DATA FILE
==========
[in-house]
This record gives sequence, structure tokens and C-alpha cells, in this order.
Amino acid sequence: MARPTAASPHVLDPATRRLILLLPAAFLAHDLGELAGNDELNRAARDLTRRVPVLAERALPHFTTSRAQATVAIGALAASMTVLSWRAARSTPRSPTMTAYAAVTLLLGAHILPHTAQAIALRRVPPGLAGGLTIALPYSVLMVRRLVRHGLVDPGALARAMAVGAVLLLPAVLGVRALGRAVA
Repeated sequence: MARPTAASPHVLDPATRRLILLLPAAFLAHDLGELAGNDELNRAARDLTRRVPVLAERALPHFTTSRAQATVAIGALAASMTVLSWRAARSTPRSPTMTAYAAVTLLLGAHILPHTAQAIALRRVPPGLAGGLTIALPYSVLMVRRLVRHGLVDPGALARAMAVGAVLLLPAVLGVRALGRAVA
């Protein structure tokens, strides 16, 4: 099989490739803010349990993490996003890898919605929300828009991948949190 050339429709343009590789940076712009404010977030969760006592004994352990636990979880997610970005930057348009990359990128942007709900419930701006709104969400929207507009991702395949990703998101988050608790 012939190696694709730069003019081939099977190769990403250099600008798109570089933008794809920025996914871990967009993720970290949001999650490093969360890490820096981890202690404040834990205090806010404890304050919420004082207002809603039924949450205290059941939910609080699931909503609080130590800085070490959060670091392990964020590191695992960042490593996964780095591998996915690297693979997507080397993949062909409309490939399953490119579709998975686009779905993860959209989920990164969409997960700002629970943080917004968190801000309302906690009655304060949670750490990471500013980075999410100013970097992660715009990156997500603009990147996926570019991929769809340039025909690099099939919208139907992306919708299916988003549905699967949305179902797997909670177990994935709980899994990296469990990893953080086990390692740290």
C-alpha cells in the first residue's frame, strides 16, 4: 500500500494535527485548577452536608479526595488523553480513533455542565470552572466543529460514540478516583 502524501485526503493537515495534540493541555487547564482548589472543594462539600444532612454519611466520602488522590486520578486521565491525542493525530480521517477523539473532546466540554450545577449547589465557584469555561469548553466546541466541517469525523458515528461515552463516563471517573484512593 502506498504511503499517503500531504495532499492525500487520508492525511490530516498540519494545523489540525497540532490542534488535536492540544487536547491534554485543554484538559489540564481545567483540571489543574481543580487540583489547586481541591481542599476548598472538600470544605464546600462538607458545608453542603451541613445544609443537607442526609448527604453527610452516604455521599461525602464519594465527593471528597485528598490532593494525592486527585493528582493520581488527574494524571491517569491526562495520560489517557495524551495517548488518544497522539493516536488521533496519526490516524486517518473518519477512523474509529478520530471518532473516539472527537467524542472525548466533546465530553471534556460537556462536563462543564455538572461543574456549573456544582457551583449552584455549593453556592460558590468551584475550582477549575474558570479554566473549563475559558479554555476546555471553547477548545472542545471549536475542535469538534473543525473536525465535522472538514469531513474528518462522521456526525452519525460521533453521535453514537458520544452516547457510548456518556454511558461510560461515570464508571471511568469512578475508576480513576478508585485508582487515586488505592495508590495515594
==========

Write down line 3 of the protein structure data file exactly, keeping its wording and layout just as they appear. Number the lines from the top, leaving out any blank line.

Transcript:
Amino acid sequence: MARPTAASPHVLDPATRRLILLLPAAFLAHDLGELAGNDELNRAARDLTRRVPVLAERALPHFTTSRAQATVAIGALAASMTVLSWRAARSTPRSPTMTAYAAVTLLLGAHILPHTAQAIALRRVPPGLAGGLTIALPYSVLMVRRLVRHGLVDPGALARAMAVGAVLLLPAVLGVRALGRAVA